Soreness vs. Injury: What’s the difference?

At one time or another all runners experience soreness during and after runs. Many of us also unfortunately become injured. What is the difference between the two and should you alter your training regimen?

Being a competitive runner and a physician, I have found myself in this scenario literally hundreds of times. Unfortunately, I never received good answers to this question from the medical professionals whose help I sought prior to becoming a doctor. This is a major part of the reason I became a physician.

Defining the terms soreness and injury properly is important to understanding the difference between the two. Soreness is mild discomfort that lasts 1-3 days. It usually subsides, or lessens after the warm up period during exercise. Most of the time soreness is related to a hard running effort or race just prior to onset. It could also be from participating in a new activity, or can be exhibited as chronic joint pain that comes and goes related to training volume. You can usually continue training through soreness by decreasing mileage, pace, and overall impact exercise exposure.

More intense and concentrated pain in one particular area usually indicates an injury. The pain can last longer than the 1-3 days associated with soreness, and generally worsens over time without treatment. Injury usually requires time off from running and many times medical treatment.

Here are some simple guidelines to follow:


1. Pain is usually symmetrical; i.e.; It will be present in both legs equally.
2. Can be in the belly of an affected muscle, such as the calf, quad, hamstring, or buttock. This is called delayed onset muscle soreness. The pain usually peaks in intensity 48 hours after a hard effort and most cases is resolved four days afterward. Some severe cases after marathons and ultra-marathons can last up to 7-10 days.
3. Most soreness will not be painful when immobile/sedentary.
4. Usually involves a larger or broad area that sometimes cannot be pinpointed.
5. Large amounts of delayed onset muscle soreness can make you sleepy and hungry. Get plenty of sleep, food, and water.


1. Pain that lasts longer than 1-3 days
2. Most of the time injury pain is asymmetrical; i.e.; It will only be present in one leg, foot, knee, etc.
3. It can cause you to limp and alter your running pattern or gait. Compensatory gait can cause many other problems. It could be subtle at first, but as the injury worsens the pain becomes more pronounced.
4. Injuries can be painful even when sedentary.
5. Usually involves a small focus of pain that hurts when pressed or palpated and can be pointed at with one finger.

In some cases, it can be hard to distinguish between soreness and injury. Soreness and injury are not always "black and white." For example, many times the two lie on a spectrum where soreness can develop into an injury if not rested adequately. If training intensity and volume are not sufficiently altered during episodes of soreness, the soreness can progress to an injury. This progression can take as little as one run or it can happen over the course of a few weeks.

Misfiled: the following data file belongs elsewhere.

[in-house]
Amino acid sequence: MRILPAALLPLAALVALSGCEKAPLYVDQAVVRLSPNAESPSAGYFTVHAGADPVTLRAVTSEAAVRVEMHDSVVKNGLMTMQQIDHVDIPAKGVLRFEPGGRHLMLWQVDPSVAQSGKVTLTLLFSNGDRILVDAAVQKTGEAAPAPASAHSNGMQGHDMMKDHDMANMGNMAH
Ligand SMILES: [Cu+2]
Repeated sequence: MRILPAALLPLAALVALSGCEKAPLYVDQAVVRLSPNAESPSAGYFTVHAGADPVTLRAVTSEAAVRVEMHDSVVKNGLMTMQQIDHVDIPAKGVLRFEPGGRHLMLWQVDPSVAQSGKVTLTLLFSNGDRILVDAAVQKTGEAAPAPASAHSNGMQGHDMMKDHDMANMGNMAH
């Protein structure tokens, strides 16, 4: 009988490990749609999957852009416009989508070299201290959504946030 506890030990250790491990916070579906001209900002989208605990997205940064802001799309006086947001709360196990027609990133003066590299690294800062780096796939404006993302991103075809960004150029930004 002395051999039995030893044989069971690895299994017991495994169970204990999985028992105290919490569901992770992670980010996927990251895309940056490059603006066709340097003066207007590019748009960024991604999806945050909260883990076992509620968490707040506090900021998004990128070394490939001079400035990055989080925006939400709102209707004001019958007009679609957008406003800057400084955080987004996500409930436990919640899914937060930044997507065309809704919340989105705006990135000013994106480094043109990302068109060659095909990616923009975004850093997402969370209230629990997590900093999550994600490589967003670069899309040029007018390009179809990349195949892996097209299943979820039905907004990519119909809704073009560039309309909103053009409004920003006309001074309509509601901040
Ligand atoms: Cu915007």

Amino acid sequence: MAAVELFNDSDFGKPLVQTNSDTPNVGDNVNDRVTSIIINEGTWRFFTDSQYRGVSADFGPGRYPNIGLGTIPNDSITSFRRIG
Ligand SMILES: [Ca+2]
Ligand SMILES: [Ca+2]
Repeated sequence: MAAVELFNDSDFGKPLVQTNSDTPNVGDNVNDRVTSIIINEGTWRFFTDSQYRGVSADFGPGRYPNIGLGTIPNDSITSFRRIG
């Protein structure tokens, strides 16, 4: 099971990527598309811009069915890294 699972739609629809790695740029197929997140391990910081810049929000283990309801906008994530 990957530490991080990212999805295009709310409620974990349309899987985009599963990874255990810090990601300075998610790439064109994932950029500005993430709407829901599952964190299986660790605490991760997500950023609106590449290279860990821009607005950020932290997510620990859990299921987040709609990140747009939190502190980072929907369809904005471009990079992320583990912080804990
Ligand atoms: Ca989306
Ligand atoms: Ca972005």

Sometimes they exhibit the same characteristics. Soreness and injury can both be more pronounced when getting out of bed in the morning and after periods of rest. They both also can lessen in intensity after several minutes of running. As soreness is progressing to injury, the pain will last longer into the run. Both can also related to worn out running shoes. One of the first things I do when I have soreness for more than three days is replace my running shoes. However, by that time it can be too late and time off may be required.

Reduce your training intensity first

While you should reduce your training volume and intensity during episodes of soreness, it doesn't necessarily mean that time OFF is needed. Often light activity may speed the resolution of soreness. After all of my marathons I take the day after the race off from running. However, I always try to walk about two miles. Another alternative is bicycling. Cycling will allow you to get the activity but will take the impact away from the areas that have soreness. If you do choose to run during periods of soreness, you should swallow your pride and slow your pace significantly.

If soreness lasts longer than three days without improvement, time off from running is the next thing that should be done. Try to remain active by participating in aerobic exercise that does not stress the sore/injured area. Swimming and cycling are the best ones. Elliptical and rowing can also be good depending on the location of the soreness. Keeping your metabolic rate high during periods of soreness and injury will help you recover more quickly, however the key is to avoid stressing the sore and injured areas. If pain persists longer than two weeks without any running, you should seek the help of a medical professional with sports medicine experience. Personally I have always preferred doctors that are also avid athletes.

Dr. Crispell is a foot and ankle specialist at Riddle Hospital in Media, PA. He is a guest contributor to Sports Doc.

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